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The need for change in the care system is urgent – design thinking can get to the heart of the problem quickly and suggest radical, innovative solutions.
There were 29 million Google searches for 'How do I pay for my care fees?' over 12 months in 2013. This is astonishing. Yet it's entirely understandable. At a time of public austerity, many people fear they may have to sell their homes to pay for care, when they can no longer care for themselves. Many children fear they cannot meet the cost of caring for frail, elderly parents. But public anxiety is not only about the cost of care. It’s also about the quality of care, about who provides it and where.
Why the system needs to change
The system is frankly bewildering. The need for change is urgent. Where does ‘healthcare’ end and ‘care’ begin? Why are there two systems? Don’t they overlap in practice? The first, (healthcare), is provided by the NHS and the second (care or ‘social care’), is provided by local authorities. The money comes from different pots and councils make their own local decisions. Consequently, there are wide variations in different parts of the country.
When it comes to caring for the most frail and vulnerable persons in our society, the phrase ‘postcode lottery’ rings true
The numbers are growing. ONS [Office of National Statistics] data shows that 13,780 centenarians were alive in 2013, compared with 3,040 in 1983. That too is astonishing – and welcome. It testifies to the outstanding success of public health in the UK since the foundation of the NHS in 1947.
But increased longevity has other, less welcome, consequences. They include multiple, co-existent medical conditions, frailty and dementia. We have been less good at anticipating these; we have hoped for the best. But as the number of people requiring care or caring for themselves rockets, we surely need to work together to design something better.
What is Design for Care?
Design for Care is a programme of investigation, conceptualization and acceleration of new services, products and processes in health, social care and well-being. But to be successful, it has to be more than this. It’s an inclusive way of thinking about the needs of others – and, in due course, about ourselves. It’s a long-term process or movement. It begins, as with all good design, in a spirit of improvement. It recognises that some things are poorly designed in the first place. It acknowledges that better design can make things more intelligible and more meaningful. Whether it is physical design, in the home and in spaces and places for care, or the presentation of ‘choice-making’, or the connectivity of systems and the pleasures of well-being – all of these are all bound up in better human-centred design.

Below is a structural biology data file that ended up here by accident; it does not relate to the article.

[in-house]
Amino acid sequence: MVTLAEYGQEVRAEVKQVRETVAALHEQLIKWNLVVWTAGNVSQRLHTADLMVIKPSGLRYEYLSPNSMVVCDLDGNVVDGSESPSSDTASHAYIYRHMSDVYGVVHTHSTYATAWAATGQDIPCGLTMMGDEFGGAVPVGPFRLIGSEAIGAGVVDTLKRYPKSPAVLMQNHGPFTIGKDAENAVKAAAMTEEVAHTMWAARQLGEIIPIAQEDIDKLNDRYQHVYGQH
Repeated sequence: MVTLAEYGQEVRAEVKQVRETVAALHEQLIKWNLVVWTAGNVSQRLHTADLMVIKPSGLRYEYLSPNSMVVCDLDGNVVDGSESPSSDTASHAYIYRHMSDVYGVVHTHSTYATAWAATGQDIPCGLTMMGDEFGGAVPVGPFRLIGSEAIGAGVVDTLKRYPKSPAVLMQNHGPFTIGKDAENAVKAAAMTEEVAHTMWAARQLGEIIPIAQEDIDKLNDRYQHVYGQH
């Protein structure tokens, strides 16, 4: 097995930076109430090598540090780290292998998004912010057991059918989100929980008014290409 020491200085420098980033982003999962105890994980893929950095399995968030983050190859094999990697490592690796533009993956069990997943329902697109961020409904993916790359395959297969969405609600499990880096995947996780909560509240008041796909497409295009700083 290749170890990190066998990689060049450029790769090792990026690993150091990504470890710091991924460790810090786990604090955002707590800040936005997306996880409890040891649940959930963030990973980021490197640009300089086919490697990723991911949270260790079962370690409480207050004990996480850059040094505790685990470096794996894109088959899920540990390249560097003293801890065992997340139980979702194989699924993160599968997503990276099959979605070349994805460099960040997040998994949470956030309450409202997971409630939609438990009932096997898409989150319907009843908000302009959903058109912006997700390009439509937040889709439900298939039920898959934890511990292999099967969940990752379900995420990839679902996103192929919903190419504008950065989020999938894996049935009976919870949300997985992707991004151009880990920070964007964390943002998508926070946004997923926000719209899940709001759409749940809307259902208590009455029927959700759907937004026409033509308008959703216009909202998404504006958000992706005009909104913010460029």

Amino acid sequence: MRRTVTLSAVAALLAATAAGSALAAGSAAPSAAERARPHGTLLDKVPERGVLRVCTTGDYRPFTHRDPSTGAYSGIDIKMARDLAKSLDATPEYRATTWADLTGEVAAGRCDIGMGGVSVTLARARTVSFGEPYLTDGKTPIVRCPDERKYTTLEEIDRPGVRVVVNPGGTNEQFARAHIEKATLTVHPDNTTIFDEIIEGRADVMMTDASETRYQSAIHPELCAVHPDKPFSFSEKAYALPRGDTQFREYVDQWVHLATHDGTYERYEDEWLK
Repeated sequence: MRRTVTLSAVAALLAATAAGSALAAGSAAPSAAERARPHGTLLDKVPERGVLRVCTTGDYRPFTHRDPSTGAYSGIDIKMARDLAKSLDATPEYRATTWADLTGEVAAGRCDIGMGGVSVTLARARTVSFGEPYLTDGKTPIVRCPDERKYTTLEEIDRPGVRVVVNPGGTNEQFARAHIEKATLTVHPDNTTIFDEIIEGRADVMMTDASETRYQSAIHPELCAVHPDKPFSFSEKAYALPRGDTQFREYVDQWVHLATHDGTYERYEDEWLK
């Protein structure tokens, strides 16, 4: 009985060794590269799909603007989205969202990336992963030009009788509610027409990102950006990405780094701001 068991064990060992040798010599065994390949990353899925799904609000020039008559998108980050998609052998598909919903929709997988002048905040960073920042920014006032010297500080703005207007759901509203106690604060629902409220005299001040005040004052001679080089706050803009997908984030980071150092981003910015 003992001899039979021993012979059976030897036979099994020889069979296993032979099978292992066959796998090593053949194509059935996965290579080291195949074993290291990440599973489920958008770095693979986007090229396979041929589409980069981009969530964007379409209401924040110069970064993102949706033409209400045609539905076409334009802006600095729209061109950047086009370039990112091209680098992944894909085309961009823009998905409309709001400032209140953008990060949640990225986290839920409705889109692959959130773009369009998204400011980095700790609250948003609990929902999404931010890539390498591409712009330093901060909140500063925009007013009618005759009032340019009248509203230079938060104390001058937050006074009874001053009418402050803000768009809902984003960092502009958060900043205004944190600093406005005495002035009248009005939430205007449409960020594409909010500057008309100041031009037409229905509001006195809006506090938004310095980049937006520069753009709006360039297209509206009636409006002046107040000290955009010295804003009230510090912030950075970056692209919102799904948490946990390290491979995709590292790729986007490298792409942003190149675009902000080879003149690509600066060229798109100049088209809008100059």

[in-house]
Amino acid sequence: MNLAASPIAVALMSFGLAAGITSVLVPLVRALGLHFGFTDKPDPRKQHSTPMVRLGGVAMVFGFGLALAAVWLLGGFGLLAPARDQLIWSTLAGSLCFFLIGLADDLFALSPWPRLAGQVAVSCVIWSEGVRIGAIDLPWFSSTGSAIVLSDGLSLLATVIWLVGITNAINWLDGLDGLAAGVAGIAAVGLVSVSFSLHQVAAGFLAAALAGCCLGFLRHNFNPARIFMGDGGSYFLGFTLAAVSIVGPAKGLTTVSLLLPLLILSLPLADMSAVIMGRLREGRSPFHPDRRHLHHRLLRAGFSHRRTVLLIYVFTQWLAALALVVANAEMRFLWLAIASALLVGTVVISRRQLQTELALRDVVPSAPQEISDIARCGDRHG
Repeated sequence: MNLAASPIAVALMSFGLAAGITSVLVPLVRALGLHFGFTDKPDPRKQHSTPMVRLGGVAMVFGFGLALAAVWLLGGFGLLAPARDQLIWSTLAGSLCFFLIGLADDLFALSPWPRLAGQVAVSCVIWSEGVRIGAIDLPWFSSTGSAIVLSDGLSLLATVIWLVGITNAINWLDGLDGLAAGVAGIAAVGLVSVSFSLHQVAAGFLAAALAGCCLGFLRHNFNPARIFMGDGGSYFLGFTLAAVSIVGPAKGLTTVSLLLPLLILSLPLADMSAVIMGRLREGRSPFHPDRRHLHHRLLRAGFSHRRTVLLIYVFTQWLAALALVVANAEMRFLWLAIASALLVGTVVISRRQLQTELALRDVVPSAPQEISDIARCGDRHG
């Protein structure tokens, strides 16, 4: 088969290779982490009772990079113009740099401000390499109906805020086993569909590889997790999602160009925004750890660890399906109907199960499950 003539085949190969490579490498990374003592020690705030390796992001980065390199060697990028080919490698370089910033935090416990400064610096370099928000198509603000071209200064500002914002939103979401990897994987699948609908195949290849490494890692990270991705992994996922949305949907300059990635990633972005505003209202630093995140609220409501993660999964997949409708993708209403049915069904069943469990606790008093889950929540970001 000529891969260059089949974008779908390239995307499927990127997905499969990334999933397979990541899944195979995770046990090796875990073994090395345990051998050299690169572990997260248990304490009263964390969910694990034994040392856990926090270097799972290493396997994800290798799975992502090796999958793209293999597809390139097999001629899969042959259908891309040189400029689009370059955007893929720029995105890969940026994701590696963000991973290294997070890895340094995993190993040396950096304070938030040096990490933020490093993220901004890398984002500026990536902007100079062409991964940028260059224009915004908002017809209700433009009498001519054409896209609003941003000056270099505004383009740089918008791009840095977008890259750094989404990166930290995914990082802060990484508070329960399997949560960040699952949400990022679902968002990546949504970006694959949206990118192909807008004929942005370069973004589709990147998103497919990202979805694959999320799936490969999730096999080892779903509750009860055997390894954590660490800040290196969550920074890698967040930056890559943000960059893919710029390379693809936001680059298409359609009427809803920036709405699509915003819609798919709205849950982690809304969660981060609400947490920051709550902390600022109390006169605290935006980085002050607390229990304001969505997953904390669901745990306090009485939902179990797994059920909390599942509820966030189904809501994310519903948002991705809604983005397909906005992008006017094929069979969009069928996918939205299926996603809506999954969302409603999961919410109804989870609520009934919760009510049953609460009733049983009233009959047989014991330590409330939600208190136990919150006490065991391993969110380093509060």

Design for Care is an inclusive way of thinking about the needs of others – and, in due course, about ourselves.
The Care Act 2014 says that the ‘well-being’ of those who receive care (or who care for themselves) is more vital than ticking boxes for separate ‘tasks’ of care. The new measure of ‘well-being’, which is supported by all UK political parties, encompasses health and care. But more importantly it marks a noble attempt to see the person beyond the passive ‘patient’ and to consider all their faculties, talents and capacities in the round.
Design thinking can get to the heart of the problem
Design and designers are well-placed to help realise this ambition. Sometimes imaginative, lateral-thinking habits trump writing policy or publishing plans, essential though these undoubtedly are. Independent ‘design thinking’ can often get to the heart of a problem quickly and suggest radical, innovative solutions in ways that policy-makers may find inhibiting.
But the two – design and policy – can and should work together. That is why the support and encouragement of the Department of Health for Design for Care is welcome. And it is why the collaboration of industry is equally vital for its long-term success.
Design for Care means taking care by design, because well-being is about more than merely being well. This should not be left to chance.
Find out more about Design for Care.
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